RM: No, because again, we really tried to stay under their radar. There was one instance where we were actually shooting in a police station within the film where Ramos [De La Paz’s detective character] is sitting there trying to figure things out, at the end of the second act in the film. In that sequence—Dido De La Paz knew the police officers, so he managed to get in and say, “Hey, could we shoot this scene? Ron Morales is a student from University UP.” I told them, the rest of my crew, the Americans and Swedes, “Just stay in the van, and we’ll be out of here. Give me 15 minutes.” [Laughs.]
AVC: Are you familiar with Akira Kurosawa’s High And Low? It has different themes, but a very similar plot about mistaken identity and an employee whose child is mistaken for his boss’ child and kidnapped.
RM: Yes. Yes I am. I was a very big fan of that. I loved the twist in the beginning with the two boys. When I first started writing Graceland, I hadn’t seen it. Then I saw it after the first draft, and I was like, “Dammit. Everyone’s going to be like, ‘This is such a Akira Kurosawa knockoff.’” But, I think, two very different films.
AVC: His film is about duty and honor, whereas this seems to be about how the pressure of corruption in one aspect of society creates corruption in other places. Would you say that’s an accurate description?
RM: Yes. I do think, especially over there, on a layman’s level, everyone is susceptible to that corruption. It doesn’t need to be as heightened as it is in Graceland, but that’s what I loved about all these characters. The kids are doing something really childish in stealing a dress, but that has consequences. Everything has consequences. I would say that’s a fair perception of the film.
AVC: Your lead actor, Arnold Reyes, is terrific. What were you looking for in him, and how did you know you’d found him when you cast him?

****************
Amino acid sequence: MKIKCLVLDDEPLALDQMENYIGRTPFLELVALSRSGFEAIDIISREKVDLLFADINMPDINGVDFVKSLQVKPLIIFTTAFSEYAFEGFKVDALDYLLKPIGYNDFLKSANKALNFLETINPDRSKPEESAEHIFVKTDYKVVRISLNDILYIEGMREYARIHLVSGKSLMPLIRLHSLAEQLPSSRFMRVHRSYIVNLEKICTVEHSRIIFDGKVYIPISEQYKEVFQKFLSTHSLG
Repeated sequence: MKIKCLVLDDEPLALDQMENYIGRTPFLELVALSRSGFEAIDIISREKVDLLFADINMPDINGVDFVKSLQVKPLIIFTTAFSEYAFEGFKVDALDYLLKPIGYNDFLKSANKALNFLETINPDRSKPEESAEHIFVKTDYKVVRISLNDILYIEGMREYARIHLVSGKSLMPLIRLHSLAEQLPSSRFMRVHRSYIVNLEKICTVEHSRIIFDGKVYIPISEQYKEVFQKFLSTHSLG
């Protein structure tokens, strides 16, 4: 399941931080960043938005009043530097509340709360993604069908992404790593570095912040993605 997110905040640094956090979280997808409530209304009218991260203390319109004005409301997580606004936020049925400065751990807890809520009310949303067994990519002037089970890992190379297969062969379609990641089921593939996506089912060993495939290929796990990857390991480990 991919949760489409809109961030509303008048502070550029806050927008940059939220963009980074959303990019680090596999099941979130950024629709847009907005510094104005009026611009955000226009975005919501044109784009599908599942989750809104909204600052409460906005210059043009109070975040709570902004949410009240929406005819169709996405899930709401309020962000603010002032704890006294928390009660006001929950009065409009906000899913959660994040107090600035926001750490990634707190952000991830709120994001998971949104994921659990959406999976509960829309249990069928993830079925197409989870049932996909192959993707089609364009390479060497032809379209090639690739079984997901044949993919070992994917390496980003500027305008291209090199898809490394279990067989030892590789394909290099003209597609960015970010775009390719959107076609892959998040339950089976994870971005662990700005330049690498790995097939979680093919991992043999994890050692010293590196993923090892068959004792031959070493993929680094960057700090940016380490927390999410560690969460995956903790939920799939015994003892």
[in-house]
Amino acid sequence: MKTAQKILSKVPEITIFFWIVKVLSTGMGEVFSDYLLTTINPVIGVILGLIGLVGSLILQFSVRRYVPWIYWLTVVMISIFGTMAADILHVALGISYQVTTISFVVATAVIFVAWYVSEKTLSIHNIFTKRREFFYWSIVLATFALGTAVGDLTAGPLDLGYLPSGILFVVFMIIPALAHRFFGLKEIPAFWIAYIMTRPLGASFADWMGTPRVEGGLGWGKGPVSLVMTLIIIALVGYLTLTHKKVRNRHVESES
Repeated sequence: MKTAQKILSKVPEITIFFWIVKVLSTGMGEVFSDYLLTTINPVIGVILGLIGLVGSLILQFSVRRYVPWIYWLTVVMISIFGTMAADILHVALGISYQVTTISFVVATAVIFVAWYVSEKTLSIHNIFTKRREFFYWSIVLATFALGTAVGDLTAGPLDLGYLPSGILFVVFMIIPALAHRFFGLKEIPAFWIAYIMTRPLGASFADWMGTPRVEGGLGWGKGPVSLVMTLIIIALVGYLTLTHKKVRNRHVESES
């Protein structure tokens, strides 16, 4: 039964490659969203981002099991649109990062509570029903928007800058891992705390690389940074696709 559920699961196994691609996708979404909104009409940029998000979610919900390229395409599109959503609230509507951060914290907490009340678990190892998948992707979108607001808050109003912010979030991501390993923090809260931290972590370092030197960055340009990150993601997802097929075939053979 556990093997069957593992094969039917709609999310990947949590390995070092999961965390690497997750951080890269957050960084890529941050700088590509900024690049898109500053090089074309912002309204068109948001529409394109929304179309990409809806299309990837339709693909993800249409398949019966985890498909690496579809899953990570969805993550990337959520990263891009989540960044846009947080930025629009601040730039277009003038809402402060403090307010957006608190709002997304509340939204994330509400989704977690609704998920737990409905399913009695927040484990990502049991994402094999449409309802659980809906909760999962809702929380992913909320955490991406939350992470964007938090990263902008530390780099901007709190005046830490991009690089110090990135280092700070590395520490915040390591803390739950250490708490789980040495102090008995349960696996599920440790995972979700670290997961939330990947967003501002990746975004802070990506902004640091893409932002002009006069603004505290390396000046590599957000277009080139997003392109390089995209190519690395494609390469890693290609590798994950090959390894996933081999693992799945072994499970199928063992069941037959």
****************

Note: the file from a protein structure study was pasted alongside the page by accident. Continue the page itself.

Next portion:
RM: Arnold was not what I expected. When I first saw his headshot, it looked like this really handsome model-type. I looked at his credits, and “He looks more like a soap-opera, Gap model for the Philippines.” When I auditioned him, he was the last audition I had that day. This was about the third week of auditions. I was waiting to meet a very big actor, and he kept canceling on me. Arnold managed to be the last one that day. When I sat down with him, I spoke to him, and I explained the character. What really hit me was when I was describing his backstory and his family. Arnold said, “I completely understand. My mother’s in the hospital right now. She has kidney disease. She’s doing dialysis.” There was this heaviness in his face. [Pauses.] It was like the weight of the world was right there on him. I could feel the love and concern he had for his sick mother. I said, “You know what? Let’s stop right there. I’d love you to read the first couple lines.” [Pauses.] And he nailed them. It was actually the last take. I actually forgot to record it. [Laughs.] But I remembered it, looking through the viewfinder of the little Canon DSLR, and it was fantastic. I knew right then and there.
AVC: Is it true you found yourself shooting in the middle of a gang war at one point?
RM: [Laughs.] We were shooting the driving scenes with Arnold and Menggie [Cobarrubias, the politician], and we came back, and Dido was trying to break up a fight between a gang. He pulled out his fake weapon, and they dispersed, and then the guys started coming back with more and more guys. We heard on the walkie, one of our electricians—he was freaked out. We were off the major highway on a small dirt road where it’s just shanties upon shanties upon shanties. We had a little bit of an incident the night before. What happened was, those guys ended up coming back with more of their gang members, so we were literally stuck in the middle between these two gangs trying to get back at Dido for pulling this fake weapon. They started giving trouble to our electricians, and there were more coming out of the woodwork. We called the police. Our local law enforcement could not handle that type of— [Laughs.] I could say they could have handled it, but they did not want to. Those are the areas where you don’t really want to be stuck in the middle of those gangs. We just hightailed it out of there, and we continued shooting in a separate location wherever we could.
AVC: What was going through Dido’s head, do you know? Was he in character? Did he just see an opportunity to try to help? Why did an actor feel he needed to wave a fake weapon and try to intervene in a gang confrontation?
RM: Dido comes from a military family, so he’s got a lot of aggression. He’s a great, great guy, and he wants to help. The gang members were actually harassing one of our crew members who was a camera intern. He just told them to get off our car, get off her car and get away from her. He was really stepping in to help when nobody else was around to help her.
AVC: You shot the brothel sequence in an actual working brothel. How did you get permission for that, and what was it like shooting there?